Defective products can cause harm in a wide variety of scenarios, including on boats. When an accident happens because of a defective product, a number of complicated issues arise as to how the accident happened and who is responsible for it. In Fish Tale Sales & Services, Inc. v. Nice, Florida’s Second District Court of Appeal explains one of these issues: indemnity.

William Nice and Maria Condeiro-Nice filed a Florida personal injury suit against Fish Tale Sales & Services, Chaparral Boats, Inc., Federal-Mogul Corporation and Volvo Penta of Americas, Inc., claiming that they were injured in a flash explosion on their twenty-four-foot Chaparral boat. Chaparral built the boat, which was equipped with an engine manufactured by Volvo and a fuel pump manufactured by Federal-Mogul. Fish Tale sold the boat to the Nices and later performed maintenance on it.

The Nices claimed that the explosion resulted from a leak in the boat’s fuel pump. In a complaint, they further alleged that Fish Tale was negligent in failing to properly service, inspect and repair the boat and failing to warn the Nices about the problem with the fuel pump. In similar claims against Chaparral, Federal-Mogul and Volvo, the Nices alleged that these companies were negligent in their design and manufacture of the boat and the fuel pump in particular. During the discovery process, however, the Nices dropped their claims against all defendants except Fish Tale.

Fish Tale later filed a third-party complaint against the other previous defendants, arguing that any liability by the company would be a result of the other defendants’ negligence in designing and manufacturing the boat. A trial court denied the company’s motion to file the third-party complaint. According to the court, the proper procedure was for Fish Tale to sue the other companies in a separate suit if and when Fish Tale was ultimately found liable.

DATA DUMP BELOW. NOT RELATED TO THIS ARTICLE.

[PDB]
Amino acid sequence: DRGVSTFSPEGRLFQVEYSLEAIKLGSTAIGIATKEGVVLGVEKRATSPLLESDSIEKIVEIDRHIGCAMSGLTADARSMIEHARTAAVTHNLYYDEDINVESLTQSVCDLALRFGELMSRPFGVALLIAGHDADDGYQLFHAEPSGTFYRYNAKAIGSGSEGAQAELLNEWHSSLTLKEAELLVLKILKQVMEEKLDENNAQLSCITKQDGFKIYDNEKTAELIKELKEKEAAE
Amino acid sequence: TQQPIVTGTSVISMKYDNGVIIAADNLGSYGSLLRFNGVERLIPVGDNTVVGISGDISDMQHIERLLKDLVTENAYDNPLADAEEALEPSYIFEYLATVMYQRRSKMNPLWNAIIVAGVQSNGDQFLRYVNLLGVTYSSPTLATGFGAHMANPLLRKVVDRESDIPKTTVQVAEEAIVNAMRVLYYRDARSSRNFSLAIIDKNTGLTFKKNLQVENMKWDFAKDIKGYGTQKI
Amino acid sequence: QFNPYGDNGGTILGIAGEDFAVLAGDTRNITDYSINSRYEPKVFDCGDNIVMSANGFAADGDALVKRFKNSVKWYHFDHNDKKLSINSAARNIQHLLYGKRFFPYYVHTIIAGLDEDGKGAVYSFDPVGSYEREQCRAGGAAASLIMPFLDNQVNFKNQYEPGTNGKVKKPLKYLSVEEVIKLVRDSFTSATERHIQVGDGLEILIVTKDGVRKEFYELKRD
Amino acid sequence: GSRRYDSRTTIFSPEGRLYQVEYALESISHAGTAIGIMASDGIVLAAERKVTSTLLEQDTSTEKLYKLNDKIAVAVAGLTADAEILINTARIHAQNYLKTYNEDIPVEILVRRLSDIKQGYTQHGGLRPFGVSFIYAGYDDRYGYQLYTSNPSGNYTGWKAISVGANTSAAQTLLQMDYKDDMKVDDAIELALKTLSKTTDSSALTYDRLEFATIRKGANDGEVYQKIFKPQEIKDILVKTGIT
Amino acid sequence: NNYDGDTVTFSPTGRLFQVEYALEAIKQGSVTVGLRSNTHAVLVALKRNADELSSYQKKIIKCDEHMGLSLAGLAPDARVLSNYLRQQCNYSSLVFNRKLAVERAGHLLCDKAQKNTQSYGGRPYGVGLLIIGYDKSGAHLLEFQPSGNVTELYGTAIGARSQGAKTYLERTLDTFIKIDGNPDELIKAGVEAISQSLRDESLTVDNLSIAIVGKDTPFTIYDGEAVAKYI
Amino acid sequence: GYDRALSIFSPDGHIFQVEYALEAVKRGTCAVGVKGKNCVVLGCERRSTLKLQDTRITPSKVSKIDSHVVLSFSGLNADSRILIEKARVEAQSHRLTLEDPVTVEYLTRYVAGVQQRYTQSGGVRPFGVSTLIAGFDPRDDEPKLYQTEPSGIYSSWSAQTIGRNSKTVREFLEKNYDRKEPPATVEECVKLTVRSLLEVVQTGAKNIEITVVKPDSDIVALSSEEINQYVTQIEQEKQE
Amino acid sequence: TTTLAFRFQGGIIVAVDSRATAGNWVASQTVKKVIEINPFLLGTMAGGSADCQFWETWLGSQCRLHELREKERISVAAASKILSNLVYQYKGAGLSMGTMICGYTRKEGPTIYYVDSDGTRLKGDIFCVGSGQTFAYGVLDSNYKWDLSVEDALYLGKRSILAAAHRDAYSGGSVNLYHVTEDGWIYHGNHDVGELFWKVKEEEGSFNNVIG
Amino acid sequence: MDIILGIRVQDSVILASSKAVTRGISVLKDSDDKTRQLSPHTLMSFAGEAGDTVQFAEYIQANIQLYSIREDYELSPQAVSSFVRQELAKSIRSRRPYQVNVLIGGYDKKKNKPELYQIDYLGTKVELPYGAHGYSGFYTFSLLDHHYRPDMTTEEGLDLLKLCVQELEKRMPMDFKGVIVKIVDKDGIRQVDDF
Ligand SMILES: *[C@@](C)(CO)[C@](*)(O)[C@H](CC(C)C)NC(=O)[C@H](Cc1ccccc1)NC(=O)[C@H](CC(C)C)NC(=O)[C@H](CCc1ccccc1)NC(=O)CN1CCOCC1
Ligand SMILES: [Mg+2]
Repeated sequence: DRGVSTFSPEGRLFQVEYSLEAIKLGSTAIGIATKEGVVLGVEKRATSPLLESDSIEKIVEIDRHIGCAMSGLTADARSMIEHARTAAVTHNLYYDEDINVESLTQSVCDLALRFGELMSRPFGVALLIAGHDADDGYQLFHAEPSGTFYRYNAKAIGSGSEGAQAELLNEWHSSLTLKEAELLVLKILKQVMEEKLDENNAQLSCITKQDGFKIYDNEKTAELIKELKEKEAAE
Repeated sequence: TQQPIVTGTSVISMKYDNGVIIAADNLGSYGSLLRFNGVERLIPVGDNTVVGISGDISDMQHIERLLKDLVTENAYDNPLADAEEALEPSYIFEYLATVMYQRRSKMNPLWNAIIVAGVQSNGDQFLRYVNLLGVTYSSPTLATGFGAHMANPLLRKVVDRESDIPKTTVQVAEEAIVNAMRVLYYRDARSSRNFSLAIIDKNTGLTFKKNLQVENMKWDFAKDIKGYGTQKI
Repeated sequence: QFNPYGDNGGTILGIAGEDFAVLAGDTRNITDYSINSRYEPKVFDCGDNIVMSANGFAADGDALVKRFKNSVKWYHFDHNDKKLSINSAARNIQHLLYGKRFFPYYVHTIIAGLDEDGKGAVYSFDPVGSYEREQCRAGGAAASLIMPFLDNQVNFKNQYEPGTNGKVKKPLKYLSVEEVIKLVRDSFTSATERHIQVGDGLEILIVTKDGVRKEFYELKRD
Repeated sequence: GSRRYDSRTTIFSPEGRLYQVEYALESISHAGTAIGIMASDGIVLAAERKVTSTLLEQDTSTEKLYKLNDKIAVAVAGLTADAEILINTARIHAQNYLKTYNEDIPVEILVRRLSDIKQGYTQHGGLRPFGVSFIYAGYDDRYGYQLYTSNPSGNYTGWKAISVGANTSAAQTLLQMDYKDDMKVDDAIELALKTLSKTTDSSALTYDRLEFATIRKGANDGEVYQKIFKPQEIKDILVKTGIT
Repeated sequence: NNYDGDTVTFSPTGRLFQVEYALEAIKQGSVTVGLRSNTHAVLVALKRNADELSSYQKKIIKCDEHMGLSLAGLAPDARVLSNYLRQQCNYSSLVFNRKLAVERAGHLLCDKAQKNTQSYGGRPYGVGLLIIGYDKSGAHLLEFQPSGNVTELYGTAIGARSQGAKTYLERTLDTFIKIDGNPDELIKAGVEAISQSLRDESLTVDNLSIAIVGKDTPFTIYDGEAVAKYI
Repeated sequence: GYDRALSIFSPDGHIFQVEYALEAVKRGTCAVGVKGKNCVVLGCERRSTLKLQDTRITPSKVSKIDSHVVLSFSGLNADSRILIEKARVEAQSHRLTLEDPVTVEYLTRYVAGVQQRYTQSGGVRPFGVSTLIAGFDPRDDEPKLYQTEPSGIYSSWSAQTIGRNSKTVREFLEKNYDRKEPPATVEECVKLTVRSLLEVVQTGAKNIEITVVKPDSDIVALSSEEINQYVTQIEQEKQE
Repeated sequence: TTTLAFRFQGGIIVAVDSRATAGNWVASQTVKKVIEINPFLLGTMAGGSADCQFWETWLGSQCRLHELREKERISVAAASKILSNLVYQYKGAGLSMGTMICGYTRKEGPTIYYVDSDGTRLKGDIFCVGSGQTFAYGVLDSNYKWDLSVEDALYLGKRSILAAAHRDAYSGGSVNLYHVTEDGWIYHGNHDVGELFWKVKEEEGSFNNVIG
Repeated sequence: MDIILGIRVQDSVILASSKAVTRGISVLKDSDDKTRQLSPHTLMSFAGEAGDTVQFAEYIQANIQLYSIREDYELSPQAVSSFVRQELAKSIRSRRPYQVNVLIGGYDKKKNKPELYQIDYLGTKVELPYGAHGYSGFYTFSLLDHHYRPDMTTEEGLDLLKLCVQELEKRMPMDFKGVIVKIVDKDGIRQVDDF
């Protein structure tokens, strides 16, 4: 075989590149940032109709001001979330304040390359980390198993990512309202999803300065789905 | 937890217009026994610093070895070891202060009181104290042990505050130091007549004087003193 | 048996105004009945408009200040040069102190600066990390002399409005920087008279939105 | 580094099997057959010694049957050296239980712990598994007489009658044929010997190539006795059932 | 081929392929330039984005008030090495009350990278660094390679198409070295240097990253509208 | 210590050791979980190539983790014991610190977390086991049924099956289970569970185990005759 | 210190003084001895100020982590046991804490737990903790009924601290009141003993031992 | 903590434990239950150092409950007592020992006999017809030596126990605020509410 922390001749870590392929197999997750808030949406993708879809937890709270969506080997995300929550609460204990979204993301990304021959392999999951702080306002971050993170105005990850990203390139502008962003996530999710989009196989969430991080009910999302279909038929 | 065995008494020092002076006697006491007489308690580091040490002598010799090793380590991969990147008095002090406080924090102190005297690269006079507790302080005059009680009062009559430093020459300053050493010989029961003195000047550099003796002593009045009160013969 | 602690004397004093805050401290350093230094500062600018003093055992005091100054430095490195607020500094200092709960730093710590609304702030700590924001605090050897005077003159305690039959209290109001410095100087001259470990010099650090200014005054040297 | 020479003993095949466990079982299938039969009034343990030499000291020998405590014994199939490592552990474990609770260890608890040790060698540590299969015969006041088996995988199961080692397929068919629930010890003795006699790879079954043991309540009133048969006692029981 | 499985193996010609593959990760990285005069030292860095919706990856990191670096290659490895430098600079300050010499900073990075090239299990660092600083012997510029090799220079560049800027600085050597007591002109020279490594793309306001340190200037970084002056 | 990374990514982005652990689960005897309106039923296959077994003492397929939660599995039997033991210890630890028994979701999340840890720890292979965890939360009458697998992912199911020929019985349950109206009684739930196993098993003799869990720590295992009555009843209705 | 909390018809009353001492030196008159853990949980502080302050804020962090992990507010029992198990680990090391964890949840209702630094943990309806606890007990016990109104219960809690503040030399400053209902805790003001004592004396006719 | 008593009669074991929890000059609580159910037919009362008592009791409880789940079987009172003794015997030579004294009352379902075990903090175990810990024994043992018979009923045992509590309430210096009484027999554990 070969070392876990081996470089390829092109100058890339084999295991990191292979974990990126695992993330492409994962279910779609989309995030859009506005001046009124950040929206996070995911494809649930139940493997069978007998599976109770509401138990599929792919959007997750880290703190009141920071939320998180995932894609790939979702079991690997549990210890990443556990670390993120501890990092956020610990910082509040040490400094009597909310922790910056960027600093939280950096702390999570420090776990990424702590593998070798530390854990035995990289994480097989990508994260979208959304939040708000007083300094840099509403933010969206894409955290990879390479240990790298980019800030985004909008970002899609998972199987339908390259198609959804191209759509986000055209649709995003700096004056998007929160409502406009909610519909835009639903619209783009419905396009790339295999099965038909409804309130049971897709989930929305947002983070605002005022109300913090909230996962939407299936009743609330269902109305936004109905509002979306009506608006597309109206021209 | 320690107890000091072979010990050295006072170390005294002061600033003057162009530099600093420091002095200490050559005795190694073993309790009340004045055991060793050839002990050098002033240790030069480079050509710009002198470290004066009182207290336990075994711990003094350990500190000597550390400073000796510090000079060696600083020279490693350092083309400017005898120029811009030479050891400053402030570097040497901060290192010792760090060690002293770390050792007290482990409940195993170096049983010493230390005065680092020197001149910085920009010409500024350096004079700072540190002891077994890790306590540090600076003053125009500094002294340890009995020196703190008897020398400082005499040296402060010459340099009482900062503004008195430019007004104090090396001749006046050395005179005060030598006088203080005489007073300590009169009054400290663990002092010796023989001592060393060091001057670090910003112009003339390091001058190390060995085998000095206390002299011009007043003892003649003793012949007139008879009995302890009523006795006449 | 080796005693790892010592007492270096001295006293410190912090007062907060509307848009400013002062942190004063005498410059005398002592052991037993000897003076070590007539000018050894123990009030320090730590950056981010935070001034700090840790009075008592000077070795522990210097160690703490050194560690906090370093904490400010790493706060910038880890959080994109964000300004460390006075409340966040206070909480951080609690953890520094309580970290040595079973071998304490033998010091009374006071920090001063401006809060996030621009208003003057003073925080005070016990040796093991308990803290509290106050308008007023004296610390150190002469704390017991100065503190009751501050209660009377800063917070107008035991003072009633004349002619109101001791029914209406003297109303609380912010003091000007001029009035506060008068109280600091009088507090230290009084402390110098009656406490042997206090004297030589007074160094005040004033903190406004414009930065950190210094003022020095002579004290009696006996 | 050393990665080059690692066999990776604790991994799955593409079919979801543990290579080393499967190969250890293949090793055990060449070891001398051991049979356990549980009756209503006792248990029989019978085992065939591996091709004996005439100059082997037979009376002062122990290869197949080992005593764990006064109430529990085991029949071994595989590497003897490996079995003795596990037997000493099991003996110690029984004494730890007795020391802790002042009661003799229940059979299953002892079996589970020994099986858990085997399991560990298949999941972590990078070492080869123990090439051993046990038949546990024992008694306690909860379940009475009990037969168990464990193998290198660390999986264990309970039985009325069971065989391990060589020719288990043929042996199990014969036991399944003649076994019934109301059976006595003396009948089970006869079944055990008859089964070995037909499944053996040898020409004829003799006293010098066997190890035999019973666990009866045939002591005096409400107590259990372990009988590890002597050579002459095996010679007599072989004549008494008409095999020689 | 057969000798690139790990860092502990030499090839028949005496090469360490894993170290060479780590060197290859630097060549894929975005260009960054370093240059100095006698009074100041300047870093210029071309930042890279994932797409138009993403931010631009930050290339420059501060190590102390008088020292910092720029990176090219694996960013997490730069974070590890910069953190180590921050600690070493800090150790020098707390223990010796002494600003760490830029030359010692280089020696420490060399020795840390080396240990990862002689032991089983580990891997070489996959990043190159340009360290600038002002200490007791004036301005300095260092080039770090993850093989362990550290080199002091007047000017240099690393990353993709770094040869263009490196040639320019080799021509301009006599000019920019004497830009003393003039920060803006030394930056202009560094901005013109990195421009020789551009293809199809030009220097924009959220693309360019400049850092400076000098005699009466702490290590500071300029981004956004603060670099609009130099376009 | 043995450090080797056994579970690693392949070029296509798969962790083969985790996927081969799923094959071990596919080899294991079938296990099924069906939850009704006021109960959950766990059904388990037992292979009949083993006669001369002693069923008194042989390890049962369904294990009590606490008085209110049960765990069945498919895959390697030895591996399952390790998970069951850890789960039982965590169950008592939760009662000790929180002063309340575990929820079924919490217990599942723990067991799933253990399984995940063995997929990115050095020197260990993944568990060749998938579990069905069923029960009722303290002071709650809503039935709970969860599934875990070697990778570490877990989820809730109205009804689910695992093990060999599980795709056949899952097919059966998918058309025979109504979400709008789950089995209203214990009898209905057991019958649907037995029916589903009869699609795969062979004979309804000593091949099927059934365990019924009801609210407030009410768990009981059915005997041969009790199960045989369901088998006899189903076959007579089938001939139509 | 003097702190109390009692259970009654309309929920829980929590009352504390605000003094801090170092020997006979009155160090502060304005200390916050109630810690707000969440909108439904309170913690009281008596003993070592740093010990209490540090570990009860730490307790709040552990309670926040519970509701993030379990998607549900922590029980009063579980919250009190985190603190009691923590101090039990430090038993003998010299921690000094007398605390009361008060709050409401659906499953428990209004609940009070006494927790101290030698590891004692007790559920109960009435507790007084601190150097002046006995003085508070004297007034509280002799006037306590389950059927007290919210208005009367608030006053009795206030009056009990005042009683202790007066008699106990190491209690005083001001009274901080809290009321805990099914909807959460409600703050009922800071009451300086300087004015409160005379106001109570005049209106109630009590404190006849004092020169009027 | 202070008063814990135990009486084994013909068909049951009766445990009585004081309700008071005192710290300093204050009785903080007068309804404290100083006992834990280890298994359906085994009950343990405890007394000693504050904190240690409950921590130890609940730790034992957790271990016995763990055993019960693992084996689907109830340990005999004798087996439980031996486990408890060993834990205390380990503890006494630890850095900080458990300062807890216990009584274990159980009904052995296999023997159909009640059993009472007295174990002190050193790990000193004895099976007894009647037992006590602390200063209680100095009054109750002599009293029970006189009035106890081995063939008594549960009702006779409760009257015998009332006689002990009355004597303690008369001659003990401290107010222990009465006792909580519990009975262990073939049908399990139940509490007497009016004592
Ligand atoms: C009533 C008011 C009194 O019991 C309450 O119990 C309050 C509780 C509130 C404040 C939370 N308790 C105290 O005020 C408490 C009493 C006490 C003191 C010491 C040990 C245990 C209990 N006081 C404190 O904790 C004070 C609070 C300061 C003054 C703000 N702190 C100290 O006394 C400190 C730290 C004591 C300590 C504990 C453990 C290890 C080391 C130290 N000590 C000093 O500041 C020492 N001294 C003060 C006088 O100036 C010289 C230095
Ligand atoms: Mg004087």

The Second District reversed the decision on appeal. “Unless Fish Tail is permitted to implead the third parties potentially responsible for the Nices’ injuries, it may be exposed to an inconsistent outcome in any independent action against those parties,” the court said. In other words, if the other companies were not joined as parties in this particular case, the court explained that they would not be bound by the jury’s findings. Should the jury conclude that the accident was caused by the fuel pump, for example, this decision would not carry over into a later lawsuit by Fish Tale against the other companies.

Although indemnity – the legal theory under which one party claims that another is responsible for covering the first party’s legal liability in a particular matter – is limited under Florida maritime law, the court nevertheless found that Fish Tale stated a viable claim in its third-party complaint. “The third-party complaint alleges that Fish Tale is a nonnegligent tortfeasor who may be held strictly liable for a defective product manufactured by the third-party defendants,” the court explained.

As this case shows, complicated legal issues often arise in a Florida defective products case. A defective product can be anything a consumer purchases (automobile parts, medications, children’s toys, child safety seats, etc.) that isn’t safe for its intended use. At Anidjar & Levine, our South Florida defective products lawyers stand ready to help those injured by unsafe products. Call our Fort Lauderdale offices at 800-747-3733 for a free consultation.

Related blog posts:

Defective Product Recalls and Florida Personal Injury Law

Duty to Warn in Florida Products Liability Cases – Farias v. Mr. Heater

Florida Court Allows Products Liability Case to Proceed without the Product – Murray v. Traxxas Corp.